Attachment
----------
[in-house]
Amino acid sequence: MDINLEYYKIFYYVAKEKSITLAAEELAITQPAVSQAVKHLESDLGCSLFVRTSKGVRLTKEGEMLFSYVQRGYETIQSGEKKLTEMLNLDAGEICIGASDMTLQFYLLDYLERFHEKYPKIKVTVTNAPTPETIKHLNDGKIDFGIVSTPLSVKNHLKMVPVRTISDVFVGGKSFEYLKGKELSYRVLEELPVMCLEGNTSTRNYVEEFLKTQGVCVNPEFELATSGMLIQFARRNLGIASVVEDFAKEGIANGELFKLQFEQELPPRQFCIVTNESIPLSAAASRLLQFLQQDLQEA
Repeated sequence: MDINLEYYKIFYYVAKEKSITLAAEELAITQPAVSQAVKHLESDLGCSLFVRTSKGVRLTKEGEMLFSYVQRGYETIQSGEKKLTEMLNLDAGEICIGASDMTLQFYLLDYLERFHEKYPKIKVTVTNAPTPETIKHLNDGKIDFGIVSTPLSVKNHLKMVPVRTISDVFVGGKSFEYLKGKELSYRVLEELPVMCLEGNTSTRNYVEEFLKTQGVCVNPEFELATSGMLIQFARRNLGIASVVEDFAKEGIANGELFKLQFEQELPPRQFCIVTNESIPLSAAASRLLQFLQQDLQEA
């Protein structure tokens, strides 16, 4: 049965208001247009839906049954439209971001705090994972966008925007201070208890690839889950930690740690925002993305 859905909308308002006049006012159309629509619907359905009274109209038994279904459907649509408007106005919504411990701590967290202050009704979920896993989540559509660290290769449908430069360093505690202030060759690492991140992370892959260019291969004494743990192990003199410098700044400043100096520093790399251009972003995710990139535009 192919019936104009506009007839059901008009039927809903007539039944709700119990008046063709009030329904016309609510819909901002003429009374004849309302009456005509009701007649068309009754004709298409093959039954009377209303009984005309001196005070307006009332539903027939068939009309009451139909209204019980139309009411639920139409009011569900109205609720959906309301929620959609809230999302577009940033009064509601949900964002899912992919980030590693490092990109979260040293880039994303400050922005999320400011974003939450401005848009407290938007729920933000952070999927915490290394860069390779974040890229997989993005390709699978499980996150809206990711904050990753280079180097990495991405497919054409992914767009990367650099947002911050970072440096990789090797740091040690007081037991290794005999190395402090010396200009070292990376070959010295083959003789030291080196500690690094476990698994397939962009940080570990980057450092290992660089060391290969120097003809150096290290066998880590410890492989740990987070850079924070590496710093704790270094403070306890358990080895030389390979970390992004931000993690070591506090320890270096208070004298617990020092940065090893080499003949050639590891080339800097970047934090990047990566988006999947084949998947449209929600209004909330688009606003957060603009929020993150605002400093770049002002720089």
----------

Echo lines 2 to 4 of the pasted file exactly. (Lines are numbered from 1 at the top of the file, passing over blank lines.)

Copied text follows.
Amino acid sequence: MDINLEYYKIFYYVAKEKSITLAAEELAITQPAVSQAVKHLESDLGCSLFVRTSKGVRLTKEGEMLFSYVQRGYETIQSGEKKLTEMLNLDAGEICIGASDMTLQFYLLDYLERFHEKYPKIKVTVTNAPTPETIKHLNDGKIDFGIVSTPLSVKNHLKMVPVRTISDVFVGGKSFEYLKGKELSYRVLEELPVMCLEGNTSTRNYVEEFLKTQGVCVNPEFELATSGMLIQFARRNLGIASVVEDFAKEGIANGELFKLQFEQELPPRQFCIVTNESIPLSAAASRLLQFLQQDLQEA
Repeated sequence: MDINLEYYKIFYYVAKEKSITLAAEELAITQPAVSQAVKHLESDLGCSLFVRTSKGVRLTKEGEMLFSYVQRGYETIQSGEKKLTEMLNLDAGEICIGASDMTLQFYLLDYLERFHEKYPKIKVTVTNAPTPETIKHLNDGKIDFGIVSTPLSVKNHLKMVPVRTISDVFVGGKSFEYLKGKELSYRVLEELPVMCLEGNTSTRNYVEEFLKTQGVCVNPEFELATSGMLIQFARRNLGIASVVEDFAKEGIANGELFKLQFEQELPPRQFCIVTNESIPLSAAASRLLQFLQQDLQEA
């Protein structure tokens, strides 16, 4: 049965208001247009839906049954439209971001705090994972966008925007201070208890690839889950930690740690925002993305 859905909308308002006049006012159309629509619907359905009274109209038994279904459907649509408007106005919504411990701590967290202050009704979920896993989540559509660290290769449908430069360093505690202030060759690492991140992370892959260019291969004494743990192990003199410098700044400043100096520093790399251009972003995710990139535009 192919019936104009506009007839059901008009039927809903007539039944709700119990008046063709009030329904016309609510819909901002003429009374004849309302009456005509009701007649068309009754004709298409093959039954009377209303009984005309001196005070307006009332539903027939068939009309009451139909209204019980139309009411639920139409009011569900109205609720959906309301929620959609809230999302577009940033009064509601949900964002899912992919980030590693490092990109979260040293880039994303400050922005999320400011974003939450401005848009407290938007729920933000952070999927915490290394860069390779974040890229997989993005390709699978499980996150809206990711904050990753280079180097990495991405497919054409992914767009990367650099947002911050970072440096990789090797740091040690007081037991290794005999190395402090010396200009070292990376070959010295083959003789030291080196500690690094476990698994397939962009940080570990980057450092290992660089060391290969120097003809150096290290066998880590410890492989740990987070850079924070590496710093704790270094403070306890358990080895030389390979970390992004931000993690070591506090320890270096208070004298617990020092940065090893080499003949050639590891080339800097970047934090990047990566988006999947084949998947449209929600209004909330688009606003957060603009929020993150605002400093770049002002720089």